She has challenged to the lack of transparency and the blatant partisanship of the current City Council and brings much-needed balanced perspective.
    She is fierce and forthright- we must vote for her to hold Position 1.
    I will be casting my vote for Kristiana!!


  3. Quite simply, to quote Matt Richardson, Kristiana Johnson is most definitely the “smartest person in the room”. We need her continued steady hand and mind on Edmonds City Council. Kristiana is indeed a “hometown girl” who puts Edmonds First; I am proud to support this courageous woman. This is a very important election, I urge all voters to get involved and research the positions of all candidates, make an educated choice.


    1. The context is better. I was supporting Brad Shipley for mayor (and still do). Johnson participated in the mayoral debate and beat everyone by a considerable margin. She was so good, that mayor Nelson was even trying to take credit for her accomplishments during the debate and she wasn’t letting him have it. I hear it everywhere now. Buyer’s Remorse is the theme of elections in Edmonds.


      1. Thank you Matt, just like you, the “context is always better”! After attending Kristiana’s kickoff event, it became very apparent to me that people seek you out for your opinion, knowledge and advice. I for one am grateful you are involved and vocal in the Edmonds community. I don’t know how you do it: active family, growing business, and you still always find time to participate in the forums where you add so much thought and perspective on any issue that is brought to your attention. You have changed my mind more than once, not an easy task.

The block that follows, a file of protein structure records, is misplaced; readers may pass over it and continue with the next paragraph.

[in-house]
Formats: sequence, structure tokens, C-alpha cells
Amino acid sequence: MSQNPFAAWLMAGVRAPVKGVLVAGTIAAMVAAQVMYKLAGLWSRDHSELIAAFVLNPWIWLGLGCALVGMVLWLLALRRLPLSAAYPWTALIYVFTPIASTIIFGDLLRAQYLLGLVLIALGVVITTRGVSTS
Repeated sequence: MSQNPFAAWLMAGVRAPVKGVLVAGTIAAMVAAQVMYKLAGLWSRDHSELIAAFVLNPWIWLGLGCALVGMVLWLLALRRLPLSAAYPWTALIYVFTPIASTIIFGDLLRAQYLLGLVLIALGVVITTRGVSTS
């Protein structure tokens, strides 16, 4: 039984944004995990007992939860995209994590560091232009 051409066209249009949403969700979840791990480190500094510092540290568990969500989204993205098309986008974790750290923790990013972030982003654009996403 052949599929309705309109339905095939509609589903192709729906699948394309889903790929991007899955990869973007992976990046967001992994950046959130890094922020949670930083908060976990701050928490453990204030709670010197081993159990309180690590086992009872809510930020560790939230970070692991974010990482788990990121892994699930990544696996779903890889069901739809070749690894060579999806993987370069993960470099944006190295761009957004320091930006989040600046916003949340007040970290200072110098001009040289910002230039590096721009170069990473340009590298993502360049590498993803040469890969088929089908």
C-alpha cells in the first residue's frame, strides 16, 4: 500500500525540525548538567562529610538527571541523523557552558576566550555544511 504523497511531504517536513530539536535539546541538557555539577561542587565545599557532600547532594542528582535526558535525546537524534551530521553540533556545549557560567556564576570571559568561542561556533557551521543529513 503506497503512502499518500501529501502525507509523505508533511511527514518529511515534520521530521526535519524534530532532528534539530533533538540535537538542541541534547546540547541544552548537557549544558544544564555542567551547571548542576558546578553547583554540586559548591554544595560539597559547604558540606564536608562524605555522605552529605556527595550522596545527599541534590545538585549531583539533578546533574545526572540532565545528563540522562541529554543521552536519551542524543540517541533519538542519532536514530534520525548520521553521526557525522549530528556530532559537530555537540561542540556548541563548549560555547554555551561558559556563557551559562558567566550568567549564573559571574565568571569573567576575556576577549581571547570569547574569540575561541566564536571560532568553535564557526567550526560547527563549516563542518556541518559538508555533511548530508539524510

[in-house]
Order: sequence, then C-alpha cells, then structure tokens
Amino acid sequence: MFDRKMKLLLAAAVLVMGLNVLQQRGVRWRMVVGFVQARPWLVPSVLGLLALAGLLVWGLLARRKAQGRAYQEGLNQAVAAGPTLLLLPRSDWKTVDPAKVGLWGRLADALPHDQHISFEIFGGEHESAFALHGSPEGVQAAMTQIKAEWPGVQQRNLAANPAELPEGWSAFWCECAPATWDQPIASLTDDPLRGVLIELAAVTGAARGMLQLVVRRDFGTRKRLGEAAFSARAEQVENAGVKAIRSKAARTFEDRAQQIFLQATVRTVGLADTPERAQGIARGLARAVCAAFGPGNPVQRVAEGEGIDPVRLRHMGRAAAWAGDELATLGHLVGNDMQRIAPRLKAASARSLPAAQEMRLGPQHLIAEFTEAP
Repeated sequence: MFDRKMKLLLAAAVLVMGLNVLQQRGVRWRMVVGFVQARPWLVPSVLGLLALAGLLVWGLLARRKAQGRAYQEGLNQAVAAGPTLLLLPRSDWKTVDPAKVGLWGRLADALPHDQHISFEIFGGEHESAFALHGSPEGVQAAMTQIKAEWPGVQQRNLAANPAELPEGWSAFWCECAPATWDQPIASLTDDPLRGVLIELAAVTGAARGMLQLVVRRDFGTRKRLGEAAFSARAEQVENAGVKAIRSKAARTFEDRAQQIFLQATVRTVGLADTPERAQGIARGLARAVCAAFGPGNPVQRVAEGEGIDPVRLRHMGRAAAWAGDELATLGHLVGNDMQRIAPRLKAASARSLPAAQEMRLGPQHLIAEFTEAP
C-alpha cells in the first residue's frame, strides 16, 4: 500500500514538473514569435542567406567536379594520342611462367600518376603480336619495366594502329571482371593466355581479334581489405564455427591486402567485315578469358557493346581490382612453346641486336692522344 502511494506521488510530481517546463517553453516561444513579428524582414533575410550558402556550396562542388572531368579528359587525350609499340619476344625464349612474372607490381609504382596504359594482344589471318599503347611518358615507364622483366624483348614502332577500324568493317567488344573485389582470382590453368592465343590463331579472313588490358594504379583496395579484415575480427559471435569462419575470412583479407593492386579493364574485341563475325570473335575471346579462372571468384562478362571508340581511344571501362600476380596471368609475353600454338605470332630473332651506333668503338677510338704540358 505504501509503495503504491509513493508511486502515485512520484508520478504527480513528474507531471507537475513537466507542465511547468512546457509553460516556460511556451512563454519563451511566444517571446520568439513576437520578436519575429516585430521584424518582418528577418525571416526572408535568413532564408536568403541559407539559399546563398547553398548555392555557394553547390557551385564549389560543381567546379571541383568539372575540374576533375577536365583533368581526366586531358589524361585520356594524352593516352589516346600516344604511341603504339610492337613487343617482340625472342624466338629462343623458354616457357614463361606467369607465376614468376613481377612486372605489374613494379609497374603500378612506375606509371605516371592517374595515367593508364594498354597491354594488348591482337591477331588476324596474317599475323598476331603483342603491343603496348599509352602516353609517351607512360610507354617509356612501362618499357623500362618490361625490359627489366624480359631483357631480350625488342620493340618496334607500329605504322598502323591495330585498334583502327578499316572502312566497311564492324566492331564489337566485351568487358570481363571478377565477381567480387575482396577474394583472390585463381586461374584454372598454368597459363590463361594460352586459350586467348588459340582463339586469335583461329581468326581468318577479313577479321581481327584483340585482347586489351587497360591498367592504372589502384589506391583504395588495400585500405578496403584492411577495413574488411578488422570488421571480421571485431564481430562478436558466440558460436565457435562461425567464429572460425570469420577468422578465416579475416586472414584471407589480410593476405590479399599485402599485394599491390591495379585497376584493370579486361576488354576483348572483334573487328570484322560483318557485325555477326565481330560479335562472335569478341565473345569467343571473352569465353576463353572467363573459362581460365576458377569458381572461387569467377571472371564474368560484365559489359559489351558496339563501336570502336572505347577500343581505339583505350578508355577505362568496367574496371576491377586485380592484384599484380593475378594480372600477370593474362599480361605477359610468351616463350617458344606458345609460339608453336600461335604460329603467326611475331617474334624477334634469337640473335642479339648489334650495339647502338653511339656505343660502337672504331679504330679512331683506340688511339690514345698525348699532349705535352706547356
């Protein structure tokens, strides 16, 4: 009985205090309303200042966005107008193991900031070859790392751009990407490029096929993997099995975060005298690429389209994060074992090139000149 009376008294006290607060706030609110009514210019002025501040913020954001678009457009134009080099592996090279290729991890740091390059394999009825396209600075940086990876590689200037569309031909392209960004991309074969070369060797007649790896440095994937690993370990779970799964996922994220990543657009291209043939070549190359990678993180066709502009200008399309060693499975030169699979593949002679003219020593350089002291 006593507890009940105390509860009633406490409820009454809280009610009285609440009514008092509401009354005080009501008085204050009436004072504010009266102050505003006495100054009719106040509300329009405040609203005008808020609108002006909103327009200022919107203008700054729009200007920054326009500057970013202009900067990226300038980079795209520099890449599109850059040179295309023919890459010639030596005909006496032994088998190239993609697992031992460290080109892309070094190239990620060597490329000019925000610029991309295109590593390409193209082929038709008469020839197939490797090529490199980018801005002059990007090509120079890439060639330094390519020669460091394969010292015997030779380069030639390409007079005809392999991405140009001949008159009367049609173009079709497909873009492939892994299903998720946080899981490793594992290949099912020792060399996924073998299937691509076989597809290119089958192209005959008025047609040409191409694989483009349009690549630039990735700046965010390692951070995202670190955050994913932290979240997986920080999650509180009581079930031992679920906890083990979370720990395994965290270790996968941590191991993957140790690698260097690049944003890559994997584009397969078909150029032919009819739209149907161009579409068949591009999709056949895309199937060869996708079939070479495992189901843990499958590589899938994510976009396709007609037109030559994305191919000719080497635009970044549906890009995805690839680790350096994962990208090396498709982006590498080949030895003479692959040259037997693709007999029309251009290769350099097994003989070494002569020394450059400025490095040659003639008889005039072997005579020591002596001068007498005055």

4. So happy to see people from all political leanings calling out the Main Street closure situation. The community filled out surveys and the business owners presented their reasonable alternative that was fair and compelling… but we are told that the community asked for this so it must be.

    How do we go about seeing the actual results of the survey that they are leaning on to support the full weekend walkable Main Street? Is that a public record we can access? Or was it not really the survey they used to determine the issue but something that was voted on by council, or yet another unilateral decision made in a vacuum by the Mayor?


    1. Christine,

      One of the best ways to follow what is going on within City Government is to monitor the Public Records Archive on the City’s website. The easiest way to find it is to type the following into the search function for any browser:

      That should lead you to the Edmonds, WA Public Records Request Center.

      Once you are there, you can click on “Public Archive”. This takes you to the Public Records Request Archive page, which is searchable. This is where one can see public record requests that have been submitted.

      If you search for “walkable main street” you will be able to see public records that have been provided related to walkable main street and the related survey.


      1. Thank you for sending. That link goes to a different website now and I didn’t see a public archive option so I searched for “walkable main street” there were no results. Then I searched “Edmonds, WA” and the result was this article about some concerns over a history of public records searches that Councilmember Johnson had attempted:

        But just the same, I will keep looking for more info on this topic of the street closure, and how we ended up in the position we are all in right now, because at face value, I just don’t see the merchants or the residents supporting the full weekend shutdown option.


        1. Just tried that link I posted and it doesn’t work unless you copy and past the entire link (as opposed to clicking on it).


        2. Hope you’ll try again as the information in my comment should allow you to quickly access the Public Archive. I believe the information you are looking for is there for you to review.

          The public archive is a great resource and I am thankful it is available.

          Thanks to Annon also for providing a more direct link.

          The city of Edmonds’ organizational chart clearly establishes that the Mayor, Municipal Court and City Council report directly to the citizens of Edmonds. This is a very important concept to fully comprehend. I believe it critical to the proper execution of our representative democracy, known as a republic.